In this context, the main challenge is to compute the constraints between the nodes (here, camera poses) based on the data from the camera and the attitude sensor. Given these constraints, the optimizer processes the incrementally constructed graph to obtain estimates of the most likely configuration on-the-fly.


Spatial Relation Between Camera Poses

As mentioned in the previous section, the input to the optimization approach is a set of poses and constraints between them. In this section, we describe how to determine such constraints.

As a map, we directly use the graph structure of the optimizer. Thus, each camera pose corresponds to one node. Additionally, we store for each node the observed features as well as their 3-D positions relative to the node. The constraints between nodes are computed from the features associated with the nodes. In general, at least three pairs of correspondences between image points and their3-D positions in the map are necessary to compute the camera position and orientation [18]. However, in our setting we need only two such pairs since the attitude of the camera is known from the IMU.

In practice, we can distinguish two different situations when extracting constraints: visual odometry and place revisiting. Odometry describes the relative motion between subsequent poses. To obtain an odometry estimate, we match the features in the current image to the ones stored in the previous n nodes. This situation is easier than place revisiting because the set of potential feature correspondences is relatively small. In the case of place revisiting, we compare the current features with all the features acquired from robot poses that lie within the 3σ confidence interval given by the pose uncertainty. This interval is computed by using the approach of Tipaldi et al. [20] and applies covariance intersection on a spanning tree to obtain conservative estimates of the covariances. Since the number of features found during place revisiting can be quite high, we introduce further approximations in the search procedure. First, we use only a small number of features from the current image when looking for potential correspondences. These features are the ones that were better matched when computing visual odometry (which have the lowest descriptor distance). Second, we apply a k-D tree to efficiently query for similar features, and we use the best-bins-first technique proposed by Lowe [14].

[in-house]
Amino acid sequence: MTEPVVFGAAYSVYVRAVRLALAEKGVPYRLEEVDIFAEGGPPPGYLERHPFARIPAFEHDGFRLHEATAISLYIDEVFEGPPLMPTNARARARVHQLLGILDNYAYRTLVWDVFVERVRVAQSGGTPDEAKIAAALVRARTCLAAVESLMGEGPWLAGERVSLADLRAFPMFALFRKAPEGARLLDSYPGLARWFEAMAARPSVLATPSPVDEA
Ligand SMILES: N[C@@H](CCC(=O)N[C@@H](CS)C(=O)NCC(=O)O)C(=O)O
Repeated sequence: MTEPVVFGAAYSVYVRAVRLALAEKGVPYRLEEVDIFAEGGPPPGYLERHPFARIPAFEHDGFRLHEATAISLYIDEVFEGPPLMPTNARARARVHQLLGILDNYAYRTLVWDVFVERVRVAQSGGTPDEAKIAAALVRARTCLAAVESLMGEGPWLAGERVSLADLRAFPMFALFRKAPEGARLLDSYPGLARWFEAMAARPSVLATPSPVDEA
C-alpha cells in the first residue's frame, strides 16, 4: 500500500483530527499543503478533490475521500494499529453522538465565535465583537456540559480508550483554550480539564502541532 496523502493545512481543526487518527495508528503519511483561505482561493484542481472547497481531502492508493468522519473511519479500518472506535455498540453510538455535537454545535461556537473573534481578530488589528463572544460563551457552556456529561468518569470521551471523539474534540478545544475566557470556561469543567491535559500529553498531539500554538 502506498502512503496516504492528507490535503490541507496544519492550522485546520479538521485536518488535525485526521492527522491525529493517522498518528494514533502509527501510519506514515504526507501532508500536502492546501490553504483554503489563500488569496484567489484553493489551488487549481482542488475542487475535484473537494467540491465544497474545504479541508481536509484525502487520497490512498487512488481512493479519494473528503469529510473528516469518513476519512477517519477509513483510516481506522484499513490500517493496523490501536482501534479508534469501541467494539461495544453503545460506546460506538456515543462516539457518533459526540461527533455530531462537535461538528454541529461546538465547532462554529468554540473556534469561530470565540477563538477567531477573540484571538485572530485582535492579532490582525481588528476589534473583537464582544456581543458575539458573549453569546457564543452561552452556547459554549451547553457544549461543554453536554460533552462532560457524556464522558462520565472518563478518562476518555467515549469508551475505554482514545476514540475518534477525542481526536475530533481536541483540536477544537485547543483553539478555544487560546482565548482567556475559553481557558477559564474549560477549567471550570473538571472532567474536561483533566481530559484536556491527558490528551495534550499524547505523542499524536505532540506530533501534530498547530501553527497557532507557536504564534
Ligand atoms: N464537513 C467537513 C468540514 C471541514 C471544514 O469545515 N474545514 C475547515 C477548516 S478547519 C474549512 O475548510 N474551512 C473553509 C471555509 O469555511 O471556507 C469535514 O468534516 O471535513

Every time a new image is acquired, we compute the current pose of the camera based on both visual odometry and place revisiting, and augment the graph accordingly. The optimization of the graph is performed only if the computed poses are contradictory.

In the remainder of this section, we first describe how to compute a camera pose given a pair of known correspondences, and subsequently, we describe our PROSAC-like procedure for determining the best transformation given a set of correspondences between the features in the current image and another set of features computed either via visual odometry or place revisiting.

A. Computing a Transformation From Feature Correspondences

In this section, we explain how to compute the transformation of the camera if we know the 3-D position of two features f1 and f2in the map and their projections i1 and i2 on the current image. Assuming known camera calibration parameters, we can compute the projections of the points on the normalized image plane. By using the attitude measurements from the IMU, we can compute the positions of these points as they would have been captured from a perfectly downward facing camera. Let these transformed positions bei1′, i2′.

Subsequently, we compute the altitude of the camera according to the procedure illustrated in Fig. 3, by exploiting the similarity of triangles. Once the altitude is known, we can compute the yaw of the camera by projecting the map features f1 and f2 into the same plane as i1′, i2′. As a result, the yaw is the angle between the two resulting lines on this plane.

Finally, we determine x and y as the difference between the positions of the map features and the projections of the corresponding image points, by reprojecting the image features into the map according to the known altitude and yaw angle.

Figure 3
Fig. 3. Illustration of how to compute the height of the camera, given two corresponding features, under known attitude. Whereas cam is the camera position, i1′, i2′are the projections of the features f1 and f2 on the normalized image plane, already rotated according to the attitude measured by the IMU. The term pp is the principle point of the camera (vertically downward from the camera) on the projection plane. The termspp′ and f1′ are the projections of pp and f1 at the altitude of f2. Also, h is the altitude difference between the camera and f2. It can be determined by exploiting the similarity of the triangles {i1′, i2′, pp} and{f1′, f2, pp′}.

B. Computing the Best Camera Transformation Based on a Set of Feature Correspondences